Shawn: volatility is an issue that can be addressed by controlling the history window.  We like volatility if we want "instantaneous" data - who is the center of the conversation *NOW*.  But we may also want to know about the centrality of people over a longer window, to rule out infrequent fluctuations.  These measures are based on whatever you feed them.

Prospector

And networking is the heart and soul of this process. Great point, Marc.

Blogger

Collective action dilemma theory is a useful framework for describing phenomena like wikipedia, message boards, photo archives, where many contribute to assemble and author the material and even more people come and take from the resource (often without ever making a contribution).  The magic of the Internet is that it reduces the size of the "minimal contributing set" - the fewest number of people needed to generate a resource, while increasing the ability of a group to find each other, and simultaneously making the resources reusable and findable.  That is a lot to change for a social process!

Prospector

Marc, can you share some specific examples of the type of brand and/or customer research companies have used NodeXL to do?

Blogger

Marc. How permentant are these centralities? Google and Kout ranks take time to change. But exporting data from Twitter on NodeXL or badges on a topic on Netbadges, how different could my results be day to day?

Blogger

wow, this is impressive, i got to try it

 

Prospector

Network data importers for NodeXL: http://nodexl.codeplex.com/wikipage?title=Third-Party%20NodeXL%20Graph%20Data%20Importers

Prospector

Ning Song: 

  • Flexible Import and Export   Import and export graphs in GraphML, Pajek, UCINet, and matrix formats.
  • Direct Connections to Social Networks  Import social networks directly from Twitter, YouTube, Flickr and email, or use one of several available plug-ins to get networks from Facebook, Exchange and WWW hyperlinks.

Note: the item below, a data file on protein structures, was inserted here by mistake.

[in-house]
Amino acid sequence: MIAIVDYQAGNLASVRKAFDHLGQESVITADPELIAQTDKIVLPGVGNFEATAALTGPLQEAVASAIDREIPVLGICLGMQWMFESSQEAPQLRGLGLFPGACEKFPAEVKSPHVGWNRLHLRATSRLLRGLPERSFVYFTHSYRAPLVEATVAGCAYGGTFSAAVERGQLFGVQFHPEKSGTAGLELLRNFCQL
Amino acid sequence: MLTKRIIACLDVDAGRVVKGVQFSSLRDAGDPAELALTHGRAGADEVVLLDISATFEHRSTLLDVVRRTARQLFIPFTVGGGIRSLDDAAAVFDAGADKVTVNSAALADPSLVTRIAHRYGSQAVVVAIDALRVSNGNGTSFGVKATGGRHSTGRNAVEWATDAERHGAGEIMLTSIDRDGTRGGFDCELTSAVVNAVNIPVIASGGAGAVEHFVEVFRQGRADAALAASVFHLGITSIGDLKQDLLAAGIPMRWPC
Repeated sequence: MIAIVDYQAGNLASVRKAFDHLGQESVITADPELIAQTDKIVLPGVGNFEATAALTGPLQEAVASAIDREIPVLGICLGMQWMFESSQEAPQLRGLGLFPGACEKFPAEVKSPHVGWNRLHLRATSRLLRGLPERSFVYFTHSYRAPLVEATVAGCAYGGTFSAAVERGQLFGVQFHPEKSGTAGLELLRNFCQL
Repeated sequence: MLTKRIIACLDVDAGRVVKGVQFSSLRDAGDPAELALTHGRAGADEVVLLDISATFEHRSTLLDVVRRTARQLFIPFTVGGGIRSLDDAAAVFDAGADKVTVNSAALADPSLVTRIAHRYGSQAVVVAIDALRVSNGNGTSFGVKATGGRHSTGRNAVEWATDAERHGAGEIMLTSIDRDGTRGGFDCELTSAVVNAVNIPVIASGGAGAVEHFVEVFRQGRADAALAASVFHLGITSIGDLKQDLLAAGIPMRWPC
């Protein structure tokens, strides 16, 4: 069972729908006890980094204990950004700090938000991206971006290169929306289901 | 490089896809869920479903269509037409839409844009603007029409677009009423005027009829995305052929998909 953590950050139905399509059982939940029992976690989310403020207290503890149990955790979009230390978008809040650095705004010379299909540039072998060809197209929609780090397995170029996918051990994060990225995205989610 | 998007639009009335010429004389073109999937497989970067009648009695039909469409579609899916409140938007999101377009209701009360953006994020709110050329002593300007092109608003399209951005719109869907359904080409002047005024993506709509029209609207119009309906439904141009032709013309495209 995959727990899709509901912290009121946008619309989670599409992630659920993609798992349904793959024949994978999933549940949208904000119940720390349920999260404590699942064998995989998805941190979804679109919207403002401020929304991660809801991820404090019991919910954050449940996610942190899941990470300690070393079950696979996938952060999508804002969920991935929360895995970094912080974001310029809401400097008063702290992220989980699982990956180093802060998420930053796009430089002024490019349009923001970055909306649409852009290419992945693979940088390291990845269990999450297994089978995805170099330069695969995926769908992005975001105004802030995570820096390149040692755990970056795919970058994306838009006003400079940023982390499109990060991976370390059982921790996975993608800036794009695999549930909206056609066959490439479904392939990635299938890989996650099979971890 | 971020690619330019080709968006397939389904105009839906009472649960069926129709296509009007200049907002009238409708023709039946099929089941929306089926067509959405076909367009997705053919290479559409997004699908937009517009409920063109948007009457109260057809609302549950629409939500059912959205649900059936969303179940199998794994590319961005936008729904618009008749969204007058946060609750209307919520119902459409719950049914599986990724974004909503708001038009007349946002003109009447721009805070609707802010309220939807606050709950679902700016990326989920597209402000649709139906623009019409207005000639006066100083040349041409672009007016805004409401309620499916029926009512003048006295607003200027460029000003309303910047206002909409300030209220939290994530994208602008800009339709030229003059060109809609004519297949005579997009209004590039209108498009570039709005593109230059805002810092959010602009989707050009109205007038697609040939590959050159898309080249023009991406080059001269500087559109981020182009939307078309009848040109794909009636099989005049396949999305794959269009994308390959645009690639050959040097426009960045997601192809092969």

Prospector

KenAa: Prediction is a often sought goal.  I have questions about the predictive value of social media.  I think social media is largely reactive.  But reactions can be predictive, so I do not rule out its potential there.  But many want to, for example, predict the US Presidential race with "Tweet" votes.

Prospector

Hi, Mr. Smith, I see in your video, NodeXL can easily extract information from Twitter, how about facebook and Google+?

Prospector

The number of bridges are a function of how divided the network is.  Some topics are highly divided, separate groups that have few if any links to one another.  Political topics often look like this.

Prospector

Marc, regarding a macro-socialogical topic such as 'Collective Action' in regards to social media analysis, have you encountered techniques that would enable one to predict events like 'flash mobs' (maybe there's an emergant metric that indicates this). This would probably be based on twitter data...

 

Master Analyst

Have a look at NodeXLGraphGallery, compare a number of the maps.  Note how they vary in terms of the ratio of isdolates.  The maps with many isolates represent topics that could be called "brands" or "pubic" topics.

Prospector

Network growth does require an continuous influx of new comers.

BUT, step #1 is then to connect them to someone already connected to the big clump of interlinked people.

Prospector

Marc, what have you learned about the hub/bridge relationship? For example, I'm wondering how many bridges might we expect to stem from each hub? (The map you linked to is astounding!)

Blogger